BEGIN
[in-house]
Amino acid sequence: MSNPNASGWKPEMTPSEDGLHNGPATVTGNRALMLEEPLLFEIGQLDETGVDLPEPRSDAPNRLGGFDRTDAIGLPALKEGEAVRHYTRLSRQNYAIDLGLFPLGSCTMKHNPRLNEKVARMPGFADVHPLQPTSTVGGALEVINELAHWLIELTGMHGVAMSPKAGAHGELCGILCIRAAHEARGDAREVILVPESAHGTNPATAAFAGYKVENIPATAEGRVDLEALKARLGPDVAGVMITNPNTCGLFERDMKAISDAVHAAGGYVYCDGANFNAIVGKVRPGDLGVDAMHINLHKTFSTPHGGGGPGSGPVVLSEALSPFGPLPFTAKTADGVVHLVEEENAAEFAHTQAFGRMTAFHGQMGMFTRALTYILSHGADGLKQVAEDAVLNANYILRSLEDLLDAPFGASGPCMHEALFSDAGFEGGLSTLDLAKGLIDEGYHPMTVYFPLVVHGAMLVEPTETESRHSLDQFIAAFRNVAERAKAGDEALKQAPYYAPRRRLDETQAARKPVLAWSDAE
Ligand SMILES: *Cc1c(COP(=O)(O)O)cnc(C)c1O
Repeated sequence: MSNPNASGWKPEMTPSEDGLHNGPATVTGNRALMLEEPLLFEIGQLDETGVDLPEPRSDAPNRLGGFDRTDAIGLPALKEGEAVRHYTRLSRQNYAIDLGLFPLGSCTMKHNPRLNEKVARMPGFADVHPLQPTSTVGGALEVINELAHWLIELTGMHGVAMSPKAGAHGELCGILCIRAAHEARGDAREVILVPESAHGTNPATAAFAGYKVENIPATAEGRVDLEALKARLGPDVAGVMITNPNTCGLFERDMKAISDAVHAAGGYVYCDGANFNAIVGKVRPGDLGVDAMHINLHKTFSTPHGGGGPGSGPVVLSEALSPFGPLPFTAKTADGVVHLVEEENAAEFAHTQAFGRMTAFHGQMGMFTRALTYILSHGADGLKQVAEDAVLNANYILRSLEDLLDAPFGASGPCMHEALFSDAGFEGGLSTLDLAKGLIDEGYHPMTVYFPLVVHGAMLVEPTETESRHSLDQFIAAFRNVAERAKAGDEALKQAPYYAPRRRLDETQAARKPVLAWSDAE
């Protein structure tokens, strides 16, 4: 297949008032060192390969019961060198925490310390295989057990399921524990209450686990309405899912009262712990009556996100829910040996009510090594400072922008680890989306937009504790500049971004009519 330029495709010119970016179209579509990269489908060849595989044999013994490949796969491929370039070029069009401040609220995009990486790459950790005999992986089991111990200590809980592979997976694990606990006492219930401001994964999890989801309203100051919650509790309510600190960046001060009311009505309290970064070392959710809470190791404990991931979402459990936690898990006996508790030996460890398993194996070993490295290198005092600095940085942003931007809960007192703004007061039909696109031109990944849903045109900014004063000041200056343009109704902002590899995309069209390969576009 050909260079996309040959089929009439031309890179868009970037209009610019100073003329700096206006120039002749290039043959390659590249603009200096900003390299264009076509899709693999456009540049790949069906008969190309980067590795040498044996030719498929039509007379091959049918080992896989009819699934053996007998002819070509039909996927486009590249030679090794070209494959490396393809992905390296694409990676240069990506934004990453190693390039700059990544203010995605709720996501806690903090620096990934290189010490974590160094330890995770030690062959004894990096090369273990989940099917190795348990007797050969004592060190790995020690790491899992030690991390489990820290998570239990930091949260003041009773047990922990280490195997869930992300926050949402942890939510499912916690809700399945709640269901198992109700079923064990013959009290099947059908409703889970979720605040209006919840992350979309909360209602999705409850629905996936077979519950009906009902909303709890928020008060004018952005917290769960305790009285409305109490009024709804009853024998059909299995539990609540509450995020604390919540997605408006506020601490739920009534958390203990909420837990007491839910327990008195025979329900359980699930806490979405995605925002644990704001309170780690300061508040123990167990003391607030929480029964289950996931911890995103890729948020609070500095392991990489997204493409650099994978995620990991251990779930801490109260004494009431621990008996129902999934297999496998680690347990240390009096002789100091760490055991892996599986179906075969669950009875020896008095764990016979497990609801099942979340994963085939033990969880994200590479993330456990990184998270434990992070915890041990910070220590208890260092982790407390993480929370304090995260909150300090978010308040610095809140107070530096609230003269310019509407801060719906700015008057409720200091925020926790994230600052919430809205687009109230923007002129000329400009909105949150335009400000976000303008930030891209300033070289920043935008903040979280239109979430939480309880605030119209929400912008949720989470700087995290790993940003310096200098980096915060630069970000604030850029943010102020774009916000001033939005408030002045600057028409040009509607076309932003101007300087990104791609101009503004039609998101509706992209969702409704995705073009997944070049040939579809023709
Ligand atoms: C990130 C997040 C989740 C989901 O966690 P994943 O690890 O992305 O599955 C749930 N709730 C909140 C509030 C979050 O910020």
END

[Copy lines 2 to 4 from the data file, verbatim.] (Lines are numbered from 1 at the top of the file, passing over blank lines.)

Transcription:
Amino acid sequence: MSNPNASGWKPEMTPSEDGLHNGPATVTGNRALMLEEPLLFEIGQLDETGVDLPEPRSDAPNRLGGFDRTDAIGLPALKEGEAVRHYTRLSRQNYAIDLGLFPLGSCTMKHNPRLNEKVARMPGFADVHPLQPTSTVGGALEVINELAHWLIELTGMHGVAMSPKAGAHGELCGILCIRAAHEARGDAREVILVPESAHGTNPATAAFAGYKVENIPATAEGRVDLEALKARLGPDVAGVMITNPNTCGLFERDMKAISDAVHAAGGYVYCDGANFNAIVGKVRPGDLGVDAMHINLHKTFSTPHGGGGPGSGPVVLSEALSPFGPLPFTAKTADGVVHLVEEENAAEFAHTQAFGRMTAFHGQMGMFTRALTYILSHGADGLKQVAEDAVLNANYILRSLEDLLDAPFGASGPCMHEALFSDAGFEGGLSTLDLAKGLIDEGYHPMTVYFPLVVHGAMLVEPTETESRHSLDQFIAAFRNVAERAKAGDEALKQAPYYAPRRRLDETQAARKPVLAWSDAE
Ligand SMILES: *Cc1c(COP(=O)(O)O)cnc(C)c1O
Repeated sequence: MSNPNASGWKPEMTPSEDGLHNGPATVTGNRALMLEEPLLFEIGQLDETGVDLPEPRSDAPNRLGGFDRTDAIGLPALKEGEAVRHYTRLSRQNYAIDLGLFPLGSCTMKHNPRLNEKVARMPGFADVHPLQPTSTVGGALEVINELAHWLIELTGMHGVAMSPKAGAHGELCGILCIRAAHEARGDAREVILVPESAHGTNPATAAFAGYKVENIPATAEGRVDLEALKARLGPDVAGVMITNPNTCGLFERDMKAISDAVHAAGGYVYCDGANFNAIVGKVRPGDLGVDAMHINLHKTFSTPHGGGGPGSGPVVLSEALSPFGPLPFTAKTADGVVHLVEEENAAEFAHTQAFGRMTAFHGQMGMFTRALTYILSHGADGLKQVAEDAVLNANYILRSLEDLLDAPFGASGPCMHEALFSDAGFEGGLSTLDLAKGLIDEGYHPMTVYFPLVVHGAMLVEPTETESRHSLDQFIAAFRNVAERAKAGDEALKQAPYYAPRRRLDETQAARKPVLAWSDAE